The Honda Dream can refer to multiple models over the years.
One of the most sought-after vintage bikes is the Honda Dream 305, a redesigned version of the world’s first woot bike.
The Honda Dream 305 was manufactured between 1960 and 1969; many of us moto-enthusiasts consider it a pivotal step in the ladder leading to the Modern Classic genre. The Dream was ahead of its time, with its wet-slump engine design, and an electric-start powered by a 12v electrical system.
But don’t all old bikes have issues? Read on; we’ll wake you to the three most common problems with the Honda Dream 305!
1. Wobbling; Swing Arm Bearings Need Replacement
Dream 305 riders chat quite a bit about the rigid frame and how obnoxious the speed wobbles are. What doesn’t get brought up enough is the culprit.
Now, this may not be the case in all situations—read on for a fork issue that can also cause wobbling, particularly at the front end.
That said, more than a few Honda Dreamers I encountered into the forums were able to improve the quality of their ride by tracing the wobbling back to worn swing arm bearings.
If your Honda Dream is exhibiting a wobble, especially if you feel it’s getting worse, inspecting the swingarm bearing is a logical first step.
- You’ll need a centre stand or a lift to hold the back wheel off the ground. Note: Use a lift or stand that doesn’t hold the swingarm in place.
- Grab the ends of your Dream 305’s swingarm and shake it up and down and back and forth.
- While shaking the swingarm, feel for the clear sensation of bearing resistance.
- Now bounce the bike’s rear up and down to see if the swingarm moves without resistance.
- If you suspect your swingarm bearings are worn in there, you’ll have to uninstall the real wheel and shock absorber to feel how the swingarm moves.
Now, to be clear, this isn’t necessarily indicative of any flaw in the Dream’s design; swingarm bearings don’t last forever on any bike, and we’re talking about a series of bikes that went out in 1969 here, after all.
That said, owner maintenance and riding habits significantly impact the longevity of parts like swingarm bearings.
Even brand new bearings wouldn’t last a year if the previous owner stored the bike out in the rain for months on end.
In short, it’s not enough to replace your swingarm bearings and hope the Dream’s wobble goes away. You have to perform routine maintenance according to Honda’s recommended service intervals—this includes the greasing and inspection of your Dream’s swingarm bearings.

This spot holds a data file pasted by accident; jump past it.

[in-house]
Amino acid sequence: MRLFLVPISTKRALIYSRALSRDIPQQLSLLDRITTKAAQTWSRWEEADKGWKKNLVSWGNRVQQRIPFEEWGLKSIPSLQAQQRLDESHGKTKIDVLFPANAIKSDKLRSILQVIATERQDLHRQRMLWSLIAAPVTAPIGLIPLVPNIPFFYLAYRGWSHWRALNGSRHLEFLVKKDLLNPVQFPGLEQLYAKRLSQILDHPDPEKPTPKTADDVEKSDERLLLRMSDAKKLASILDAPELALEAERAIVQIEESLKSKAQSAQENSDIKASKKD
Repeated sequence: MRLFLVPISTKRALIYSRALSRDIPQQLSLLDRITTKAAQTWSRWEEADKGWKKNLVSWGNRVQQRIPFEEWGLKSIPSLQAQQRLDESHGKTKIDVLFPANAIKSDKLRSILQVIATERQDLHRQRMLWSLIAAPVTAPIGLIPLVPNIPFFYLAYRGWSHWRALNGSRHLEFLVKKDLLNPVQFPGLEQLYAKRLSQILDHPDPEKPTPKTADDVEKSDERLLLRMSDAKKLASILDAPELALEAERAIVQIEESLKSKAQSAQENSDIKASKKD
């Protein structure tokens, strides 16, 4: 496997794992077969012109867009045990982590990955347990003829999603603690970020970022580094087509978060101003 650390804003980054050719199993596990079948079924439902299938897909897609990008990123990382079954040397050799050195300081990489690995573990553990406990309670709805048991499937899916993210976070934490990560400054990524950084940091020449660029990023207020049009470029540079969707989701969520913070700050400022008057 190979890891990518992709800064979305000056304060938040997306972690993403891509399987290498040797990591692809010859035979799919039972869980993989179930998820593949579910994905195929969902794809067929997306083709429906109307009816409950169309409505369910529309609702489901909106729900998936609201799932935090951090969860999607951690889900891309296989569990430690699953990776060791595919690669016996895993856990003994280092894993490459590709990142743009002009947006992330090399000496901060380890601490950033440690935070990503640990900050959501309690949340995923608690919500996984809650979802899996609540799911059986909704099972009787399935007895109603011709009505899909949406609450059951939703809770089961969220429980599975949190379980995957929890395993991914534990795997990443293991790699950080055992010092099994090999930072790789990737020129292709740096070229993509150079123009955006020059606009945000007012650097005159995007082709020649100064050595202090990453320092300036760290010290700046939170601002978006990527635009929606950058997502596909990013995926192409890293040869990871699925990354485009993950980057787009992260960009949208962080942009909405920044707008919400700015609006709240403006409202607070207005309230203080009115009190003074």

Chances are it’s just been a while since they’ve been replaced. The leading cause of swingarm bearing damage is water corrosion; keep those bearings greased and your Dream clean and protected from harsh weather, and your new bearings could last until the bike’s a hundred, who knows!
2. Front Fork Gets Jammed
As I mentioned above, front fork trouble is another Dream rider-reported cause of wobbling, particularly at the front end.
The Honda Dream 305 has a unique fork design; it’s one of the first things you notice when looking at the bike. Unfortunately, thanks to the corrosion on the aluminum for tubes, the tubes on the Honda Dream 305 tend to get jammed down into the triple tree clamps on the lower fork.
How to Release a Stuck Front Fork on a Honda Dream:
- Spread a heavy-duty penetrating oil or lubricant onto the lower fork and triple tree clamp.
- Wedge a flathead screwdriver, or something with a similar prying potential, into the space where the fork tube is bolted to the clamp. If you need to use a little force to wedge that sucker in there, do so carefully, at a gentle pace.
- Remove the top aluminum for bridge.
- Remove the clamp and fork oil cap and screws. Slip a lengthy 10mm bolt into the tube and rap on the bolt’s head with a rubber mallet to push the fork tube down and out of the clamp; use player if you need extra grip to work the tube through. That said, don’t use a lot of force on the tube, and don’t use any gripping tool in the place where the fork tube slides through, as you risk causing deformations.
- That said, one Dream home mechanic reiterates that a clamp or a channel locks just below the place where the triple tree clamp meets the fork tube can be effective.
- Once you’ve got it popped free, clean the tube of all rust and corrosion and buff out any spurs from both the tube and fork before reinstalling the fork tube.
- Reinstall the fork using the spec bolt lengths, particularly on the drain hole, to avoid fork-slider damage.
- The lower fork axel holder is fastened with 2 bolts each, with a lock and flat washer. You want the tall part facing the front. Tighten the front bolt first on each side of the fork, then tighten the short end until it’s snug. The axel should now be completely fastened into place.
We had you clean all that corrosion off for a reason—that’s the culprit for the stuck fork problem on the Honda Dream. Fork oil has come a long way since the 60s; once you’ve got your forks unstuck and cleaned up, use some high-grade, Honda-suggested fork oil to keep the fork slip-sliding and rust-free.
3. Carb Trouble: Adjustment or Rebuild Required